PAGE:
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No Accounting for Accountability

Frank Miniter will read from the Ultimate Man's Survival Guide at the Millbrook Book Festival on June 16.



Red Hook author Frank Miniter will bring his unique take on manhood and nature during Millbrook's 5th annual Literary Festival June 16. His Ultimate Man's Survival Guide aims to restore dignity and honor within contemporary society, traits Miniter believes have fallen by the wayside. "The desire to learn and grow takes a lifetime to develop. Today, we see a lot of corruption and not enough personal accountability. We live in a world where too much is done for us and we've lost our self-reliance," says Miniter.

The author has gathered tips, from how to start a fire without matches to surviving wildlife perils, and worked to present a definitive guide to assist a boy's journey to manhood. Rites of passage such as how to shop for a suit and how to conduct oneself as a true gentleman are carefully chronicled for today's generation, a generation Miniter feels has become increasingly confused. "People say our kids in urban areas grow up too fast but I don't think they take responsibility soon enough," Miniter says. "Put a 12-year-old on a nature trail and they learn a sense of accomplishment. When I was working in Wyoming, the kids came from ranching life and learned how to be one with nature and develop survival skills. The commercials I see today are not showing men being manly, but acting more like boys. There is a fine line between being confident and being disrespectful and cocky."

The Wallkill High School graduate credits his Norwich University drill sergeant Richard Pelletier for humbling him and teaching him to abide by a code of honor, ultimately transforming him and challenging his beliefs. "It was a rigid system and it's very alive today," says Miniter. "I don't call myself pro-draft, but there are many ways to abide by codes of honor—for instance, looking to a sports coach or even an employer. Unfortunately, we don't herald the strong figures as much as we did before."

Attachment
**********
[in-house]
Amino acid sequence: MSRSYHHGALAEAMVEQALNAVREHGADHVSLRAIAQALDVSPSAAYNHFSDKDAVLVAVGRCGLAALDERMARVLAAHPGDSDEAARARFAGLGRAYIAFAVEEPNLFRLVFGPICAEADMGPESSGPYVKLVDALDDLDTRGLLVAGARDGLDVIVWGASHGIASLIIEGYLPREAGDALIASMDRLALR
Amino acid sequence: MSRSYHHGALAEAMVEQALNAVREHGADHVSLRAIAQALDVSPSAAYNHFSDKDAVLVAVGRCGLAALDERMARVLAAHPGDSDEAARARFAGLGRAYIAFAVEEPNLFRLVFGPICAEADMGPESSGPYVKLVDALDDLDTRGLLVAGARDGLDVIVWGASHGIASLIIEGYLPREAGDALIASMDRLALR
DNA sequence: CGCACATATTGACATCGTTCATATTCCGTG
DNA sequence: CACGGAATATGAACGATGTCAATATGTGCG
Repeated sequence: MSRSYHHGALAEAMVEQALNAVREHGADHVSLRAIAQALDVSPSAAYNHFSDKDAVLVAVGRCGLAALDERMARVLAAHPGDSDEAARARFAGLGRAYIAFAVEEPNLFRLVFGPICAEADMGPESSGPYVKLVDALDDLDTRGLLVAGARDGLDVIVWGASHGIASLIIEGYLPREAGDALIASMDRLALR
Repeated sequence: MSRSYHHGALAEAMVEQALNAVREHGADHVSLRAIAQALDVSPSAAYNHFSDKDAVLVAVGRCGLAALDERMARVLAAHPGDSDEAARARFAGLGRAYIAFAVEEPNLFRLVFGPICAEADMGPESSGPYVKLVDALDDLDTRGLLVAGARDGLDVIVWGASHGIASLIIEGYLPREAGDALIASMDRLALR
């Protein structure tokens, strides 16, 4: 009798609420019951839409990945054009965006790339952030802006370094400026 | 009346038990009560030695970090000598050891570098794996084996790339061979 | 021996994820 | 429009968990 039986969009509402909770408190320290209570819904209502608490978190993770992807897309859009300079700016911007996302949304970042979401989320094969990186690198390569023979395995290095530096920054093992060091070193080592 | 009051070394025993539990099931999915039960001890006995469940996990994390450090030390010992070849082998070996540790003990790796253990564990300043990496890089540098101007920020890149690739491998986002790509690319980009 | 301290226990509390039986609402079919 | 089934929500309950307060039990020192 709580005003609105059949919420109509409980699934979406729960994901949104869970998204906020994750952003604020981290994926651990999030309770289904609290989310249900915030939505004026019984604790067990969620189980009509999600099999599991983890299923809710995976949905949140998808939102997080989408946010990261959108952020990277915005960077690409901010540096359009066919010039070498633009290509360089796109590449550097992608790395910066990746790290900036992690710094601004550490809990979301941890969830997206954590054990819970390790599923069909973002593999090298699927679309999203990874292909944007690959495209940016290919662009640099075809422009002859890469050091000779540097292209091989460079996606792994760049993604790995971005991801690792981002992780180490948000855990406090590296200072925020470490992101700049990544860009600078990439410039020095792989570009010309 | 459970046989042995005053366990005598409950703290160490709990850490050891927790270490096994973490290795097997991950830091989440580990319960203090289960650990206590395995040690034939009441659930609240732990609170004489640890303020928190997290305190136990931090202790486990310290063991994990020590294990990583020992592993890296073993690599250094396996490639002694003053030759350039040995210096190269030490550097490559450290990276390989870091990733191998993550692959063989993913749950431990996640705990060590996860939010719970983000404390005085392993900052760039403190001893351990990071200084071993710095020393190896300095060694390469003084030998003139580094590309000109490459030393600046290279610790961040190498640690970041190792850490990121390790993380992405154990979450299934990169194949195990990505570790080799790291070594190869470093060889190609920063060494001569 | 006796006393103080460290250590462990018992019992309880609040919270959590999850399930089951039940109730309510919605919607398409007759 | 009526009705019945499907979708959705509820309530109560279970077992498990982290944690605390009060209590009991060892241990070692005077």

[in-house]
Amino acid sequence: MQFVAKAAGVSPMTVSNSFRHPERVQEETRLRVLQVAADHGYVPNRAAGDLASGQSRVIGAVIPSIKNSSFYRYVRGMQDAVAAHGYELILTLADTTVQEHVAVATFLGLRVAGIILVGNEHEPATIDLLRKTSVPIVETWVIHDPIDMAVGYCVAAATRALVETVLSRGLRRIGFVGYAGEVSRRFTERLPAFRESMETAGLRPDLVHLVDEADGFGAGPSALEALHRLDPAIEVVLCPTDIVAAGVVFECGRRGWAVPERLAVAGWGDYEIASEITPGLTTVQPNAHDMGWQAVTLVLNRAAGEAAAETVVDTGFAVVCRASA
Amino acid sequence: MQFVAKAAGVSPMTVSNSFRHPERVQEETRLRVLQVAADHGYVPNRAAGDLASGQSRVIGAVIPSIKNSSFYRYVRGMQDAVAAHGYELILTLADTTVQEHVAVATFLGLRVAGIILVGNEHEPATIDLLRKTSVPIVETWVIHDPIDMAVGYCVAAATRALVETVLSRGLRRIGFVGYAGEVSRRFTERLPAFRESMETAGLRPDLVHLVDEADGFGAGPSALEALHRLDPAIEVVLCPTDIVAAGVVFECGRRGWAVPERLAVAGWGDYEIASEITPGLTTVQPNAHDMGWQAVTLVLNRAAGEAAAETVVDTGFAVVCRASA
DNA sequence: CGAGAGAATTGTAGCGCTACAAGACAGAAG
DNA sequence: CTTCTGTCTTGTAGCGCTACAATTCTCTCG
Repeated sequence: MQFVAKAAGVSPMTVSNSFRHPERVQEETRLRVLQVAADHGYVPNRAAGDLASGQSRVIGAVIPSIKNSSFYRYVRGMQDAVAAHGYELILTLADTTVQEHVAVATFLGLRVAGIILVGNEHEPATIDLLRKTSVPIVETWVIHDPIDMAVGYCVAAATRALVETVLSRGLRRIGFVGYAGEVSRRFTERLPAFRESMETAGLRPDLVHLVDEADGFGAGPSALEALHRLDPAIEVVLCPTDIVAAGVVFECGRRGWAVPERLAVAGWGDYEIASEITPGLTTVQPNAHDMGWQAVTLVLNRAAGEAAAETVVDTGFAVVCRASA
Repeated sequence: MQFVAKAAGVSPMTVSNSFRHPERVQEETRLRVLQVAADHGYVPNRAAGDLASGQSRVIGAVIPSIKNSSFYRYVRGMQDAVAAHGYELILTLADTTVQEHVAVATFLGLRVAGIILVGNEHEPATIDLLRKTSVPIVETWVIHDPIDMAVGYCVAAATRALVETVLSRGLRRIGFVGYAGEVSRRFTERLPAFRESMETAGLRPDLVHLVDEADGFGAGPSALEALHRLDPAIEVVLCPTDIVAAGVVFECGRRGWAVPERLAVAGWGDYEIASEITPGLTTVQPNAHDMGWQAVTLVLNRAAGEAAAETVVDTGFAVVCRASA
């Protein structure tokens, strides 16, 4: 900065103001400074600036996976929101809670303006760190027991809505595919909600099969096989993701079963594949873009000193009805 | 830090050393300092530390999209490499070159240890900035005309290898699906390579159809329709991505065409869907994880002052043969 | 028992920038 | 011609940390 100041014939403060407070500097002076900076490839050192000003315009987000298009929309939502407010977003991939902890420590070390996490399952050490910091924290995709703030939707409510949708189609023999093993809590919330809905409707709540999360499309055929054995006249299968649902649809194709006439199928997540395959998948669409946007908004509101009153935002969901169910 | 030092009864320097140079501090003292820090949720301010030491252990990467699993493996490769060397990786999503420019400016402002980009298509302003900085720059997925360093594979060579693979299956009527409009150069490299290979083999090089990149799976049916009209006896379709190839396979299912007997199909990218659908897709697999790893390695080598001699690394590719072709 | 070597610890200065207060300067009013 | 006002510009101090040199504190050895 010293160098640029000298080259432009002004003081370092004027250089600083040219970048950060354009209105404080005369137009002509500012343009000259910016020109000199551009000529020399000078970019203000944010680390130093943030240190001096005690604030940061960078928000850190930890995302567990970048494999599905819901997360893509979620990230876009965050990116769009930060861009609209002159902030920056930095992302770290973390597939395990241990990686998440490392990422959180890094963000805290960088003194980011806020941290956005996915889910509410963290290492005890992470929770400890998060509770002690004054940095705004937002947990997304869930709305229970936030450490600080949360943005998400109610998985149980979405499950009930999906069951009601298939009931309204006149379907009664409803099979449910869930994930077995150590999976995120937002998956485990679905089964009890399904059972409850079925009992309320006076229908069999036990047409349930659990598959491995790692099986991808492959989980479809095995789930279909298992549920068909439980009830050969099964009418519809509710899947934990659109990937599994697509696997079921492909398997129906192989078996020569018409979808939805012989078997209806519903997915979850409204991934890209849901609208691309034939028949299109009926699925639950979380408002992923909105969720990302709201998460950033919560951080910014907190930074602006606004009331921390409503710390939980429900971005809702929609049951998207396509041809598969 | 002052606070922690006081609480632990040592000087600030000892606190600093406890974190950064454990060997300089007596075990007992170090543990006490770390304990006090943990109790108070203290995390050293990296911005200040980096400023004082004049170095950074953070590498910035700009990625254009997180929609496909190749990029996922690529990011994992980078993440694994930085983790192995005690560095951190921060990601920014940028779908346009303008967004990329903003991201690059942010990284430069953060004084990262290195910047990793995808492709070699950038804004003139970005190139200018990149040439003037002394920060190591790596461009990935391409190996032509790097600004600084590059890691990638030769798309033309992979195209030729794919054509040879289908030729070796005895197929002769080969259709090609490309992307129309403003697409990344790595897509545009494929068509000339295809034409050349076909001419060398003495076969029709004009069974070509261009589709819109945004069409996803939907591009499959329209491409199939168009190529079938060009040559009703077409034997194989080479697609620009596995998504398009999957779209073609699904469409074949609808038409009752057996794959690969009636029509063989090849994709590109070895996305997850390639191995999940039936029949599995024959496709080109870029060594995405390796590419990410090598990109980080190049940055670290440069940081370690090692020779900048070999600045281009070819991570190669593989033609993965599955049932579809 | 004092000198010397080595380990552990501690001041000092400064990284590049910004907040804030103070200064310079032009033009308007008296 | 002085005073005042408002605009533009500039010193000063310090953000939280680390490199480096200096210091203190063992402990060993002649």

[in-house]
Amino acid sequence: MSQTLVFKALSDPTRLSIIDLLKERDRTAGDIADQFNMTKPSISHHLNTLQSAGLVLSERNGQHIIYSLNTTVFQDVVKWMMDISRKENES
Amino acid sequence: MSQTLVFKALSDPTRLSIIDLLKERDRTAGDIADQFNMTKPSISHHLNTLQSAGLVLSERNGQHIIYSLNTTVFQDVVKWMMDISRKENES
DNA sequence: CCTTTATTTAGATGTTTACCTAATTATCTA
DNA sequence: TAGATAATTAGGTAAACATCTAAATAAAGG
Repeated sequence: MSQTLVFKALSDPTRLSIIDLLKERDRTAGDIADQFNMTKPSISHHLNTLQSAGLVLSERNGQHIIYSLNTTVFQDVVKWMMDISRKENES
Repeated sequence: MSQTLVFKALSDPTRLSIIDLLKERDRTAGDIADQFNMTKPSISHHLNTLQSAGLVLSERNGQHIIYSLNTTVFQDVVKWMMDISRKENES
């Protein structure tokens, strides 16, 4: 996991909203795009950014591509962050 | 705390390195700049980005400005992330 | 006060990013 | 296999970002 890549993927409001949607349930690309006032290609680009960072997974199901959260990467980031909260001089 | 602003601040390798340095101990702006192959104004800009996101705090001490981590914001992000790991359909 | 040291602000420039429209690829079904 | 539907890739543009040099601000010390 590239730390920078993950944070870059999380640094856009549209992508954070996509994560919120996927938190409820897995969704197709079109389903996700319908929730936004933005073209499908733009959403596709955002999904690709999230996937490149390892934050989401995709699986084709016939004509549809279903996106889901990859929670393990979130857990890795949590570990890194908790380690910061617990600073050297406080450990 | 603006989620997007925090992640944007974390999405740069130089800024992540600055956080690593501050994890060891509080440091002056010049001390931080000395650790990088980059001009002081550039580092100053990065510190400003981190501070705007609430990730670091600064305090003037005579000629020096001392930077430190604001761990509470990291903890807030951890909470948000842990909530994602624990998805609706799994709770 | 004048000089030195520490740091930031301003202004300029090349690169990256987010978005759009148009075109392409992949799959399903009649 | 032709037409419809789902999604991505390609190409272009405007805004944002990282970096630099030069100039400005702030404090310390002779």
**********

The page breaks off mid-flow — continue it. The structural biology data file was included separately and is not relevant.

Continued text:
The guide gathers heroic codes from the US Marine Corps to the Seven Virtues of Bushido.

Miniter serves as an editor with Outdoor Life and American Hunter magazines, and both have given him the ability to travel extensively and develop diverse views of nature. He praises sportsmen for their dedication and respect toward nature and clarified common misconceptions. "It's very important to be in balance with nature. When I'm hunting I notice how much respect for nature the other hunters have. You take a kid fishing and he or she learns the value of an ecosystem. Even vegetarians owe some respect to farmers who worked to control populations and preserve their crops. There is no law saying where wildlife has to live; we're all part of the same community."

Despite the guide's title and its celebration of manhood, Miniter affirms that he's received positive feedback from women readers and recalls early responses to his book. "I was surprised when I received calls during a radio interview from women wondering where these stand-up guys were, the ones I chronicled in the book," says Miniter. "They saw it all very clearly and said men were degrading and more boyish than manly. You cannot have a successful marriage if men don't take responsibility, and there's a difference between being a gentleman and being sexist."

The upcoming paperback edition of The Ultimate Man's Survival Guide features a new chapter dedicated to respectfully treating women. "How can someone call himself a real man if he has to put a woman down to prop himself up?" asks Miniter, adding, "Years ago young boys were taught to always hold a door for a lady or give up their seat to a pregnant woman. Even gently pushing in a woman's chair is not as common as it once was, and I feel we've lost our way."

With a media saturated in violence, corruption, and amoral activity, Miniter believes that positive individuals can still shine if one takes the time to look. He recalls his time in the boxer's New Paltz gym and Patterson's influence on his spiritual development. "I boxed there when I was 14 and learned physical conditioning and the strength of inner spirit. Patterson was such a stand-up guy and I thought about how he transformed himself. He was a petty thief in New York City, but when he came out of reform school he said he could be anything. That really stuck with me."

Miniter may have run with the bulls of Pamplona and hunted bear in Russia, but he affirms that a man doesn't have to push the envelope to live a life of dignity and honor. "When I first worked on the survival guide, I learned that there's a void out there, a need for something positive like this. Looking at successful shows like 'Deadliest Catch' and 'Survivor,' people are interested and want to develop skills. There is no single way to become a man, but I think the guide offers diverse ideas to help people along. If it helps create positive dialogue, I'm happy to be part of that."

The Millbrook Literary Festival will feature dozens of authors participating in panel discussions, readings, and signings on June 16 from 10am to 4pm at the Millbrook Free Library.


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